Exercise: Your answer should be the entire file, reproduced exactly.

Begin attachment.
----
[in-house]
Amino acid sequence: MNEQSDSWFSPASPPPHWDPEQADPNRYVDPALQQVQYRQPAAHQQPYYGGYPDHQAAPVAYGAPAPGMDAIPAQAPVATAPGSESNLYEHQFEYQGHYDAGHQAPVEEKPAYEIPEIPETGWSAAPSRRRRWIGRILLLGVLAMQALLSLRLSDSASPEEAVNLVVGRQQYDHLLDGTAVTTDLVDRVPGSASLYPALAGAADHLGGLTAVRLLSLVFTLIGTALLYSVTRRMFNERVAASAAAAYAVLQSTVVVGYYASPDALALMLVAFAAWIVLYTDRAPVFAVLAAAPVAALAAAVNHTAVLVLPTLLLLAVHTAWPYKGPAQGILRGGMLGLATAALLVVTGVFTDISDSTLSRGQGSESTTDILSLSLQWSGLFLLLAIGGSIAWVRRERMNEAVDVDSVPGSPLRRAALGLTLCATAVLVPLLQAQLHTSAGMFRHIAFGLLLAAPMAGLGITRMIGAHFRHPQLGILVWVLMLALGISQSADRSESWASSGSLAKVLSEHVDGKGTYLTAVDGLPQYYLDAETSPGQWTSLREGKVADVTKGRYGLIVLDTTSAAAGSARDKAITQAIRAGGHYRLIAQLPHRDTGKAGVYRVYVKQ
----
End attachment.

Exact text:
[in-house]
Amino acid sequence: MNEQSDSWFSPASPPPHWDPEQADPNRYVDPALQQVQYRQPAAHQQPYYGGYPDHQAAPVAYGAPAPGMDAIPAQAPVATAPGSESNLYEHQFEYQGHYDAGHQAPVEEKPAYEIPEIPETGWSAAPSRRRRWIGRILLLGVLAMQALLSLRLSDSASPEEAVNLVVGRQQYDHLLDGTAVTTDLVDRVPGSASLYPALAGAADHLGGLTAVRLLSLVFTLIGTALLYSVTRRMFNERVAASAAAAYAVLQSTVVVGYYASPDALALMLVAFAAWIVLYTDRAPVFAVLAAAPVAALAAAVNHTAVLVLPTLLLLAVHTAWPYKGPAQGILRGGMLGLATAALLVVTGVFTDISDSTLSRGQGSESTTDILSLSLQWSGLFLLLAIGGSIAWVRRERMNEAVDVDSVPGSPLRRAALGLTLCATAVLVPLLQAQLHTSAGMFRHIAFGLLLAAPMAGLGITRMIGAHFRHPQLGILVWVLMLALGISQSADRSESWASSGSLAKVLSEHVDGKGTYLTAVDGLPQYYLDAETSPGQWTSLREGKVADVTKGRYGLIVLDTTSAAAGSARDKAITQAIRAGGHYRLIAQLPHRDTGKAGVYRVYVKQ